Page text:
Q: How do I get my dry eye clinic started? The TFOS DEWS 2 outlines a treatment algorithm that starts with addressing patient symptoms. Starting a dry eye clinic often begins with identifying the issue at hand. A good standardized questionnaire like the OSDI or SPEED Test will allow you to identify the proper patients that otherwise haven’t explained all of their eye concerns.
Q: What testing is necessary in a dry eye evaluation? Any testing conducted should be done with purpose. A clinician must ask themselves the following questions.
Why are we measuring?
What are we measuring?
Is it repeatable?
Can it be tracked for change over time?
Is the measurement sensitive enough to be meaningful?
How does it change the care delivered or dictate the care?
With the recent increase in dry eye testing that has flooded the market, another question should be “how redundant are some of these tools and do they really add value to your examination.
Q: What role does Meibography provide in addressing dry eyes? The role of Meibography is best compared to a Fundus Photo in managing glaucoma. The ultimate reason for performing Meibography is to help doctors with the following:
ETIOLOGY: Determining the root cause of the dry eyes requires a determination if the condition is an aqueous deficiency or an evaporative disorder or a combined cause. In conjunction with a good slit lamp examination, if gland drop-out is shown ion meibography, you know the etiology is an evaporative issue.
CHRONICITY: Drop out or loss of glands usually requires a chronic element. Presence of loss indicates blockages over time that have led to hypertrophy of the glands and their loss.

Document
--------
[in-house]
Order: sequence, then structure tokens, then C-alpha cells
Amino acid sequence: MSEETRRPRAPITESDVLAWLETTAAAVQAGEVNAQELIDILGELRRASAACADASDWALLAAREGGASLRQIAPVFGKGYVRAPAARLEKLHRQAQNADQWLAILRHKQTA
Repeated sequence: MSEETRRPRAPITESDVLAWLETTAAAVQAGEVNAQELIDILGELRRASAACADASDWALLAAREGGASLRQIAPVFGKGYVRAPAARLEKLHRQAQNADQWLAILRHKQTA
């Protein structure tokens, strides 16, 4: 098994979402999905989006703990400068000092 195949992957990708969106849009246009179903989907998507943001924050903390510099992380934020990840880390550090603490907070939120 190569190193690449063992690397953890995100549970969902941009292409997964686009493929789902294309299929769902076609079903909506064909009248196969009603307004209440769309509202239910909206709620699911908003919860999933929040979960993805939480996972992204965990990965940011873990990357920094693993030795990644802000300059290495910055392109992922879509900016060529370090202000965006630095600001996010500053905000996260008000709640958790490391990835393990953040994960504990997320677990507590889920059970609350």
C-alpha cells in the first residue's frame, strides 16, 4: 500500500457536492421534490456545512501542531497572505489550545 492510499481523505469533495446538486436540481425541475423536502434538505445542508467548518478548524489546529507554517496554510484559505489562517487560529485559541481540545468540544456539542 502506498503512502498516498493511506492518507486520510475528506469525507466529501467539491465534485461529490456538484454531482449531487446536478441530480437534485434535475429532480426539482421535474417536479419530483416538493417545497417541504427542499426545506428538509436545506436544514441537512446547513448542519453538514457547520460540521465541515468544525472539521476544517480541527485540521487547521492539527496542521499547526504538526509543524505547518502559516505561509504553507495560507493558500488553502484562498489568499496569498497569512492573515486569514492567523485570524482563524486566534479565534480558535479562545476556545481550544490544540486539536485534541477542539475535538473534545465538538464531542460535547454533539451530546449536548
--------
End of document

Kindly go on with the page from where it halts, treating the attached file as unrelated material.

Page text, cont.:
PROGNOSIS: With the advent of new technology for in office treatments of MGD, identifying the right patients for therapy and setting proper expectations will improve outcomes, as well as, patient satisfaction. Treating a patient with Lipiflow who has grade 4 loss of the MG will yield a much different outcome as someone who has grade 1 loss.
PATIENT COMPLIANCE: A Picture is worth a thousand words; an image of the MG drop-out will more likely spur your patient to take action with home therapy, further office visits and follow future recommendations. Functionally, they know they are not comfortable with dry eyes and you can show patients that there are actual anatomical structural changes associated with their condition. For years, dry eyes have been more of an inconvenience then an actual disease.
BASELINE: Tracking a patient over time will provide the best standard of care as we are able to see gland stability or worsening.
Q: How important is TBUT and Schirmer’s Testing? Testing always relates to its purpose. Historically, due to the lack of understanding of dry eyes, TBUT and Tear Volume measurements were something that we thought we could quantify. However, as any clinician will tell you, Schirmer’s Testing can be impacted by the nature of the testing itself. Even non-invasive TBUT measurements can lead to variations if a patient is light sensitive. TBUT (Tear Break-Up Time) doesn’t provide a concrete element of why the eyes are dry and only might tell us there is potential dryness.
It is important to note that dry eye symptoms can vary from minute to minute and measurements of clinical signs in the exam room may only provide a snapshot of a patient’s daily life. This can be a source of frustration for the practitioner who might see improvements in clinical signs that don’t correlate with patient symptoms.
Q: If not TBUT, what should I be looking for in patients? TBUT is a quick and easy qualitative test, but it does not offer any information as to the cause of tear reduction. A good slit lamp examination, history, checking for quality of meibum expression, patency of meibomian glands and Meibography to determine structural damage will provide you a significant amount of information to isolate the root cause. Instead of spending valuable clinical time confirming the presence of dry eyes, time should be dedicated towards what the cause is and how to address it. Look for the following: